Blockapocalypse – How Ad Blockers Are Beginning to Change the Web

Garrett Astler - January 13, 2016

According to a recent study published by Digiday, the number of Internet users employing ad blockers rose by 41 percent over the last 12 months. In Q2 2015 alone, 16 million Americans blocked ads online. The amount of people beginning to use ad blockers has begun to unsettle the industry. How will this affect publishers, advertisers, and the user experience?

Most users block ads online via browser plugins such as Adblock Plus. They work by identifying page elements downloaded by the browser as being associated with ads. Ad blockers reference massive filter lists and when an ad-serving exchange is identified on a site, the associated page element (i.e. display ad, video ad or sponsored content widget) is blocked.

Ad blocking isn’t new. The first ad blocking browser extensions appeared circa 2000, when display ads were typically a lot more annoying than today. However, with the popularity of retargeting ads that follow users around the web and high-impact auto-play ads, consumers are turning to ad blockers with increasing frequency.

Until recently, there had been surprisingly little concern expressed about ad blockers among advertisers and publishers. That changed last summer when Apple announced it would be adding content blocking to its mobile browser in the iOS 9 update. Once ad blocking users reach a significant portion of internet traffic, it could wipe out many smaller publications that rely on programmatic ad serving. For publishers, a purely display advertising-based revenue model is dangerous.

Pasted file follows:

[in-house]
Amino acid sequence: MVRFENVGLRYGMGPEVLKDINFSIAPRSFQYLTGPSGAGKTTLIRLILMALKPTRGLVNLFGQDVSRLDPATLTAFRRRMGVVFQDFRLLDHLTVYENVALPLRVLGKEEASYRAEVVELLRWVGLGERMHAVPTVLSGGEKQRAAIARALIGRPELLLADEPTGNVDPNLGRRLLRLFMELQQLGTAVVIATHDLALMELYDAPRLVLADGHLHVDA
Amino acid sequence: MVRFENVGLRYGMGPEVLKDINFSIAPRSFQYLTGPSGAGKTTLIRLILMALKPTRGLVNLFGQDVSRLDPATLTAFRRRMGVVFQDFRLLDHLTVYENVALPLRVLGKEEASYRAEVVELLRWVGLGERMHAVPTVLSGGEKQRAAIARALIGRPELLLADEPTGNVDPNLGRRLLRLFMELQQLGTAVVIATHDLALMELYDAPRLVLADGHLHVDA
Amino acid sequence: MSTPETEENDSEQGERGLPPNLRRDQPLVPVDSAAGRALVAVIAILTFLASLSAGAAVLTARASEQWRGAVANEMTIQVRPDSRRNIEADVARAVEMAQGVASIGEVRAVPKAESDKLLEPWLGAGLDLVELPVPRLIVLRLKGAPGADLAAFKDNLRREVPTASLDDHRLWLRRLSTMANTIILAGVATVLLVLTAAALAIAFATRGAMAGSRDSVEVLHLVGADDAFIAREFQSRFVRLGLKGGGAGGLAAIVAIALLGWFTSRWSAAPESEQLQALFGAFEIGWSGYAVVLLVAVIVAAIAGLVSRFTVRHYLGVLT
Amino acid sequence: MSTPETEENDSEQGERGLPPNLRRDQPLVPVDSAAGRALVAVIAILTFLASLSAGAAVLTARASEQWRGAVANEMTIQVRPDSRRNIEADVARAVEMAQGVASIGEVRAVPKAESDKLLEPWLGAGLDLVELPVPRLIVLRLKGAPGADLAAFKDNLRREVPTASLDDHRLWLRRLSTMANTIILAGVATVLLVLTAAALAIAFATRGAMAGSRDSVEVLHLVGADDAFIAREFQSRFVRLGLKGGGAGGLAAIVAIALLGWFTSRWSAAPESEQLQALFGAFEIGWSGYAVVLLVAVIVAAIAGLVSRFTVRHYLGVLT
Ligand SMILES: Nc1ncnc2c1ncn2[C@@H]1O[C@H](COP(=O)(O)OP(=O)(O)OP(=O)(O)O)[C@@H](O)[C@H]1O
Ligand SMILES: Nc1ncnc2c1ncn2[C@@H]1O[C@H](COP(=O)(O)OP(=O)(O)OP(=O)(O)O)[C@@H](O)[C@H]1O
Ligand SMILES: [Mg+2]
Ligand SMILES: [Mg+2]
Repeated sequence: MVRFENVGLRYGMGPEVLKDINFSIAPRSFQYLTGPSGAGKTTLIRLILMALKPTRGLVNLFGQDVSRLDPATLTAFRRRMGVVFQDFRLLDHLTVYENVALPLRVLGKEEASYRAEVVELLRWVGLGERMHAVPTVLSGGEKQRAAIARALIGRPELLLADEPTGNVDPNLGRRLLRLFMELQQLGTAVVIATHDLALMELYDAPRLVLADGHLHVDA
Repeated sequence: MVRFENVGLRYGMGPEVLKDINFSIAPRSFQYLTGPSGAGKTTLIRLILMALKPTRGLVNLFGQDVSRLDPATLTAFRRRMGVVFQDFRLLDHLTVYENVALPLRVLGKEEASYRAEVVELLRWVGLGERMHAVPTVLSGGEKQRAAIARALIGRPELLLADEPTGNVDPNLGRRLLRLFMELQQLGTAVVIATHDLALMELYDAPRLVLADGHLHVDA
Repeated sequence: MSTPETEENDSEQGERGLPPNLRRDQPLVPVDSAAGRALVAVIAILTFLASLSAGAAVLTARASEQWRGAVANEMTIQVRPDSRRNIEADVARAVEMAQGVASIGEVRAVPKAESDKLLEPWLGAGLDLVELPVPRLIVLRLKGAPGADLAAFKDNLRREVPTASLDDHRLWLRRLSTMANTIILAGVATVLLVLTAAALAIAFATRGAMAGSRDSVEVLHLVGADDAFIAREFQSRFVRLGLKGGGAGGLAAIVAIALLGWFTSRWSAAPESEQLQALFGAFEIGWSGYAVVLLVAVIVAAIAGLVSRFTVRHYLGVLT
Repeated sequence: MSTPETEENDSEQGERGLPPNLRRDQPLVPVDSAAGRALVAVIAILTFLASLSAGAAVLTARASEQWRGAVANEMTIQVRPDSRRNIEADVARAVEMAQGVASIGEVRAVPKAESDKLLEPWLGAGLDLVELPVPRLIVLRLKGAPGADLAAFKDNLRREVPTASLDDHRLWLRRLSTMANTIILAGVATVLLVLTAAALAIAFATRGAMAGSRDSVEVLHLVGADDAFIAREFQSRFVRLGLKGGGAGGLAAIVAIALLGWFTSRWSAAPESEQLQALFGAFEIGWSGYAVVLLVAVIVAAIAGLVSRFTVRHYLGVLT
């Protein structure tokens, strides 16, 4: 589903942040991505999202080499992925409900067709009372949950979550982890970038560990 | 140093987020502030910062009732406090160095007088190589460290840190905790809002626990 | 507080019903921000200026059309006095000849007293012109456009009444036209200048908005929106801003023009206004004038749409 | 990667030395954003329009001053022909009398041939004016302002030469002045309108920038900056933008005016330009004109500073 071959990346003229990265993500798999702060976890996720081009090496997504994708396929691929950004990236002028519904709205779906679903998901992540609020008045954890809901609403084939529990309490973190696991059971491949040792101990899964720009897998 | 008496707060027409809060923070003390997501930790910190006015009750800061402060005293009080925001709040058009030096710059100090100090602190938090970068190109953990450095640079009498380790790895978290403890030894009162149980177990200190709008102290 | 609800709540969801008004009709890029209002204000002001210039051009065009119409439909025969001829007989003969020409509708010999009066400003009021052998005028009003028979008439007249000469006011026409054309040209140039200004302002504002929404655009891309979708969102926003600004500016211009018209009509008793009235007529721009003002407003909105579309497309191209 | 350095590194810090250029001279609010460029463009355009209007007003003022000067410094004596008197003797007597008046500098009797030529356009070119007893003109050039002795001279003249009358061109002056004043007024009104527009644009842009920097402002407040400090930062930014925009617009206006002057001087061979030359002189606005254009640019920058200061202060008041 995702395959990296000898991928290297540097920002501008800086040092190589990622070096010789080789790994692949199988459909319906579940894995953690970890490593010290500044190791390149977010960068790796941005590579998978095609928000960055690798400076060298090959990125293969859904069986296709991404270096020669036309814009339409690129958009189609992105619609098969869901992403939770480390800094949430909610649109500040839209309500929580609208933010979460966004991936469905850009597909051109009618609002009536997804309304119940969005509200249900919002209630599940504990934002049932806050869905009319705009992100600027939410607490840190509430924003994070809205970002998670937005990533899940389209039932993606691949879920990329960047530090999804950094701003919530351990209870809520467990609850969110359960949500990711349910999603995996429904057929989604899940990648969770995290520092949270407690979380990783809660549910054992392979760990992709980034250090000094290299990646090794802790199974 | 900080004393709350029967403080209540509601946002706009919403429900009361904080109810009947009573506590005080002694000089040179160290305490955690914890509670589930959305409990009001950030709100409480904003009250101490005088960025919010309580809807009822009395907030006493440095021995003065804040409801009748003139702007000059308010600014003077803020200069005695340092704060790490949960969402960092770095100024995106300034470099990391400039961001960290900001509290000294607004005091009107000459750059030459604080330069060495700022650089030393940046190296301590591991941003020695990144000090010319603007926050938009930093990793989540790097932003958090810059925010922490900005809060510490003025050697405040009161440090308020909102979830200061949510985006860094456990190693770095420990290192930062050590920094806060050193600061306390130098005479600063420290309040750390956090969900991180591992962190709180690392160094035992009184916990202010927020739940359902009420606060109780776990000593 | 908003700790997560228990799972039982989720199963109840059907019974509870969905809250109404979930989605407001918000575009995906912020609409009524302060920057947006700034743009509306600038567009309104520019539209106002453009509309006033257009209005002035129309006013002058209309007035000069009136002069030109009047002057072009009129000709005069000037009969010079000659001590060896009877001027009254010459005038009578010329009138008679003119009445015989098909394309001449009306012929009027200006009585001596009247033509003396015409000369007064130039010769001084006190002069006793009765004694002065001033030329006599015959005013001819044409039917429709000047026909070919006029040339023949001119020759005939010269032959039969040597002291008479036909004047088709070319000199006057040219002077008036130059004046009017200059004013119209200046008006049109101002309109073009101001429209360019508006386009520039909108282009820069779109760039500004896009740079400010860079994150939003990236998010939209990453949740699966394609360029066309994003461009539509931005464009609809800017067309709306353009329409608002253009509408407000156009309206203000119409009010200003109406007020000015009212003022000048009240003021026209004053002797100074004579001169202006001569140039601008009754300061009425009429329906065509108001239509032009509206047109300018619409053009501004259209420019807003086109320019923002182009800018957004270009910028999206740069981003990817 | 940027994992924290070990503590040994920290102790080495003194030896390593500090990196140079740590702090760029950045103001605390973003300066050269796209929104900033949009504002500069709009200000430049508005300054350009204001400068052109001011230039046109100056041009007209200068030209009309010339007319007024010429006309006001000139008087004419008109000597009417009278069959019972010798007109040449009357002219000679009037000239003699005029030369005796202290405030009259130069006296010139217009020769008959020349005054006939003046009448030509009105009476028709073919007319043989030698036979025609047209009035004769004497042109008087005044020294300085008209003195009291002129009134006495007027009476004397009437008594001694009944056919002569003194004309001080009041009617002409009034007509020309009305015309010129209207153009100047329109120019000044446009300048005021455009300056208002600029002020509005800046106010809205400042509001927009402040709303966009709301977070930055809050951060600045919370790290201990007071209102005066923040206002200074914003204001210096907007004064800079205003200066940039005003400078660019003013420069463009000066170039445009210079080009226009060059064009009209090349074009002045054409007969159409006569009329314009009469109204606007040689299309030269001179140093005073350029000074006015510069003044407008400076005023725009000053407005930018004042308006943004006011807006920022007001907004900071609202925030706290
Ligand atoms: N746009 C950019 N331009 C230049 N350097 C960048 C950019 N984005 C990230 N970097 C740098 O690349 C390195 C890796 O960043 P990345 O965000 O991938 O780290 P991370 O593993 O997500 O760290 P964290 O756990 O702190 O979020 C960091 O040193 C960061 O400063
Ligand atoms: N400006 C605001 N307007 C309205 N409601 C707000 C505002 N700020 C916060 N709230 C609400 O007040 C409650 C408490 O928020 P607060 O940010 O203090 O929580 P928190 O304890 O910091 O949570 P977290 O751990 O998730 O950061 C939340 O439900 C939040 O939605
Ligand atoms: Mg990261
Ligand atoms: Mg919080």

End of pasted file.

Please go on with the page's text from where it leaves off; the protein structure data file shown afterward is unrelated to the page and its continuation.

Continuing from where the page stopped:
Is this bad news for advertisers? Not necessarily. Some have argued that ad blocking is actually a savior for digital marketing. If certain users are opting out of being exposed to ads, it stands to reason that they were unlikely to click an ad in the first place. This could potentially save advertisers from wasting media money on useless impressions. Ad blocking could further motivate advertisers to be more relevant and create better ads that people will actually want to see.

Is this all good news for users? Again, not necessarily. For example, The Washington Post decided to block content from readers who use ad blockers. Users can expect more in-content audio ads and native advertising since these are harder to block. Ad blocking could also lead to a resurrection of membership programs and paywalls.

Ad blocking companies purport to enhance user experience, but there’s a questionable side to the business model. The most popular ad blocking application, Adblocker Plus, maintains a “whitelist” of websites that it will allow to serve ads if they meet certain criteria and pay enough money. Even Apple, who embraced ad blocking for the sake of making the mobile browsing experience more enjoyable, could be seen as making a play to push marketers into apps – where they gross about $20 billion per year.

Ultimately the prognosis is still unclear. In the short term there may not be apocalyptic effects, some will go to war against ad blocking but most will accept it and let others do the fighting. It is safe to say that ad blockers are here to stay in the long term.

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